True Partners in Business: Communications’ Seat at the Table

Communication is steadily proving to be an integral business function. Many business professionals have advocated the need for communications to have a seat at the table.  Greishma Singh, VP, Customer & Commercial Leadership, Coca Cola delivered a keynote address on Day 2 of PRAXIS9— Getting Business Ready for Communications followed by a conversation with Mukesh Kharbanda, MD, Fuzion PR Pvt Ltd.

Foremost, to establish business readiness, it is crucial to be acquainted with ‘thy metaphorical mother-in-law’—The P&L statement. P&L is short for a Profit and Loss Statement and it determines the longevity of a business. It is not merely a statement of your profits and losses but a picture of accountability in an organization. All the more reason for communications and PR to be acquainted with. The profitability of a business will invite further investment. Investments will promote research and facilitate expansion. Knowing this metaphorical ‘mother-in-law’ will help one’s business survive this cut-throat market. It is also the key to ensuring the inclusion of communications in important conversations. A word to the wise for startups—being in tune with one’s P&L is crucial to surviving in an ecosystem whose dynamics are pronounced.

Having a bird’s eye view of the business is expected of PR professionals. Ms Singh recommends having a ‘Dual Vision’. One has to be looking in from the outside, with emphasis on the larger picture. The other vision must be mindful of the 3C’s — Consumer, Competitor, and Customer. Market visits are a good practice to have and follow as a part of the research. For a seat at the table, PR professionals must immerse themselves in understanding their core customers and the supply chain. She further goes on to state that there is a massive power in simplicity. Making a complex situation simple and simple situation compelling— is the art to master. A professional who can embody a blend of simplicity and empathy can prove to be an invaluable resource to their organization. Good old-fashioned planning must never be amiss in this blend of simplicity and empathy. PR and Communications must have a wholesome understanding of business functions. Being a communicator is being a forever student — learning never stops!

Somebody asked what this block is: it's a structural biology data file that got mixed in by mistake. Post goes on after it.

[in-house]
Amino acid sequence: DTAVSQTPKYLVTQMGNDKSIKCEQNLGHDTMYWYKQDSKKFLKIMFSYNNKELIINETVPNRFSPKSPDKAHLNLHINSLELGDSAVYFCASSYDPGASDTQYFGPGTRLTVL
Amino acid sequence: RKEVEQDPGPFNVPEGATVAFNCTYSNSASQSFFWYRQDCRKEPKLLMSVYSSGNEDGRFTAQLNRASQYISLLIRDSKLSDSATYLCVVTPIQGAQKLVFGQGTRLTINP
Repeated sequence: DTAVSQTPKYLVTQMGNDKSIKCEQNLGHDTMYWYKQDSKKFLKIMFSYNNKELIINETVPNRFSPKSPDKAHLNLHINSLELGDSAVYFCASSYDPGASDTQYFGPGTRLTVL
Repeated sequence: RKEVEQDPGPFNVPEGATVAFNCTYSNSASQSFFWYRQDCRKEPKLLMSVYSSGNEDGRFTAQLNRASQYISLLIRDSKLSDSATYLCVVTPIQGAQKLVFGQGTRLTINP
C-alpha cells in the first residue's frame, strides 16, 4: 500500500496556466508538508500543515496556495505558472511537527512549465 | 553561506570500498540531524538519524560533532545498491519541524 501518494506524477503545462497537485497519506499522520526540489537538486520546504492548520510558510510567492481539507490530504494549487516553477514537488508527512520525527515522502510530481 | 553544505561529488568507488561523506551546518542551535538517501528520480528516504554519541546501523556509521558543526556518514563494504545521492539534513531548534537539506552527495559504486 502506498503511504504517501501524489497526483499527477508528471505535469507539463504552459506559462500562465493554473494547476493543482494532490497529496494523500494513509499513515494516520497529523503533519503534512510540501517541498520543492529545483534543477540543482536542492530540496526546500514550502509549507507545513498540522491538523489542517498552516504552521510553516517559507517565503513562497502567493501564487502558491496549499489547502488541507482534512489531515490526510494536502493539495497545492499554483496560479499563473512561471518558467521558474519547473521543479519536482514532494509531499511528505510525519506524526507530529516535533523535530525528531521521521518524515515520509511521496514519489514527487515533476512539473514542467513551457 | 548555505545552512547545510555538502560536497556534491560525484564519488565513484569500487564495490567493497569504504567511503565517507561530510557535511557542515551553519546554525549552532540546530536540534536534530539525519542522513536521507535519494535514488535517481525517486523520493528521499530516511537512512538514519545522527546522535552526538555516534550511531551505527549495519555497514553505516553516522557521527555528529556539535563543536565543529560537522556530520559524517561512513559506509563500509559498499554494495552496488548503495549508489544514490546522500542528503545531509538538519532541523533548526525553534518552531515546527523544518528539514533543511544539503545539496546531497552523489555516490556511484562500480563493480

When asked by Mukesh Kharbanda, MD, Fuzion PR Pvt Ltd. about the functions that sum up the universe of a PR professional’s repertoire, Ms Singh speaks of the ‘Octopus Function’. Symbolized by the eight tentacles of an octopus they comprise of Policy, Marketing, Business Continuity, Crisis Resolution, Legal & Strategy, Investor Relations, Narrative Building, and Stakeholder Engagement. To the 8 key pointers, Mr Kharbanda added that content must be disseminated and made available in several languages, and appropriate channels to leverage the power of Regional PR, especially in a country like India with multiple languages and dialects.

The splendid talk came to the conclusion that PR and Communications are the true partners of a business and deserve a seat at the table, with emphatic agreement from the audience!


Imagine that you walk into a room with several glass boxes. A range of items is found inside. It’s laid out for everyone to see, but you can’t touch any of it. As you walk further, you find a box that says your name. You reach into your pocket for a key. No one can ever access it. As you open the box, you find something in common. All the boxes are tied together with a chain that passes through them. It looks like a network.